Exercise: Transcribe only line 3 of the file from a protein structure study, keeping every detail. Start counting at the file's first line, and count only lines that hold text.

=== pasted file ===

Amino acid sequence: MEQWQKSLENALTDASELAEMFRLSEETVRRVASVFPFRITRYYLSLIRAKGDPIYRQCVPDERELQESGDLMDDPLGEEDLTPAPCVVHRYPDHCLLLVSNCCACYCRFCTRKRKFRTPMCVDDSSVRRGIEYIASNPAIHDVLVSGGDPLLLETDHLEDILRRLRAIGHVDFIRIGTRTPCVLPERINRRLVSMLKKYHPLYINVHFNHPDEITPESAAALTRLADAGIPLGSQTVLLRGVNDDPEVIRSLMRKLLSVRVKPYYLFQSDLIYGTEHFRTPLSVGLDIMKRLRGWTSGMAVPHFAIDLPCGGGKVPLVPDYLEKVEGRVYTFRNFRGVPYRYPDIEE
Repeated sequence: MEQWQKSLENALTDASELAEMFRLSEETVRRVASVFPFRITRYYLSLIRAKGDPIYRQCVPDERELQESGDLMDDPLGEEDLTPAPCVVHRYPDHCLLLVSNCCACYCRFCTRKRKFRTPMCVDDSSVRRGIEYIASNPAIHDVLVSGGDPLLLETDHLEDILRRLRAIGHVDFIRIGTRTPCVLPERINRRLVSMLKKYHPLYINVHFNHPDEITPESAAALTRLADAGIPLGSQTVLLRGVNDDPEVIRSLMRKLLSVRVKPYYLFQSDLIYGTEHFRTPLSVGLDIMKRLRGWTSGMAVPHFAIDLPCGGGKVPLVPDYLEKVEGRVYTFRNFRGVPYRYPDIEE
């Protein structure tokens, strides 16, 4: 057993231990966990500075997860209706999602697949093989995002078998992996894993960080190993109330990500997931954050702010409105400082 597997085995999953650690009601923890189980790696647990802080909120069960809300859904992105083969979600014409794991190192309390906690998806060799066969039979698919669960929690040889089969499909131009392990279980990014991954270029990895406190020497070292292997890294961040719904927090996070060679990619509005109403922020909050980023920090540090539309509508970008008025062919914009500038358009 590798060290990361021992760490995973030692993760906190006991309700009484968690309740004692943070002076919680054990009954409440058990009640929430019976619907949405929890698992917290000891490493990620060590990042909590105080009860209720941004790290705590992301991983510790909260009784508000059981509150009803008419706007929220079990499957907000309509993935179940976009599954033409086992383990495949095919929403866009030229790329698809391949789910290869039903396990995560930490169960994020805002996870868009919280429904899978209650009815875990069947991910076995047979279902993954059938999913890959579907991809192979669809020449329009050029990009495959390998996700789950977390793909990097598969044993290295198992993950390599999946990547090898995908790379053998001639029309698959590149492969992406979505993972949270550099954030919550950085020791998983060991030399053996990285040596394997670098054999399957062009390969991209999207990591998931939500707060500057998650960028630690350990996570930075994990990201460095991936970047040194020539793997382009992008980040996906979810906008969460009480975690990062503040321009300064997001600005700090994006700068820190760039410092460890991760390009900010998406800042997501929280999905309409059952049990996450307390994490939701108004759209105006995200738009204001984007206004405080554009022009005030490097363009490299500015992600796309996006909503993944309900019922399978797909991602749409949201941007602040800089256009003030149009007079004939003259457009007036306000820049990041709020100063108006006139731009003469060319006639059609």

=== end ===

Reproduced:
């Protein structure tokens, strides 16, 4: 057993231990966990500075997860209706999602697949093989995002078998992996894993960080190993109330990500997931954050702010409105400082 597997085995999953650690009601923890189980790696647990802080909120069960809300859904992105083969979600014409794991190192309390906690998806060799066969039979698919669960929690040889089969499909131009392990279980990014991954270029990895406190020497070292292997890294961040719904927090996070060679990619509005109403922020909050980023920090540090539309509508970008008025062919914009500038358009 590798060290990361021992760490995973030692993760906190006991309700009484968690309740004692943070002076919680054990009954409440058990009640929430019976619907949405929890698992917290000891490493990620060590990042909590105080009860209720941004790290705590992301991983510790909260009784508000059981509150009803008419706007929220079990499957907000309509993935179940976009599954033409086992383990495949095919929403866009030229790329698809391949789910290869039903396990995560930490169960994020805002996870868009919280429904899978209650009815875990069947991910076995047979279902993954059938999913890959579907991809192979669809020449329009050029990009495959390998996700789950977390793909990097598969044993290295198992993950390599999946990547090898995908790379053998001639029309698959590149492969992406979505993972949270550099954030919550950085020791998983060991030399053996990285040596394997670098054999399957062009390969991209999207990591998931939500707060500057998650960028630690350990996570930075994990990201460095991936970047040194020539793997382009992008980040996906979810906008969460009480975690990062503040321009300064997001600005700090994006700068820190760039410092460890991760390009900010998406800042997501929280999905309409059952049990996450307390994490939701108004759209105006995200738009204001984007206004405080554009022009005030490097363009490299500015992600796309996006909503993944309900019922399978797909991602749409949201941007602040800089256009003030149009007079004939003259457009007036306000820049990041709020100063108006006139731009003469060319006639059609």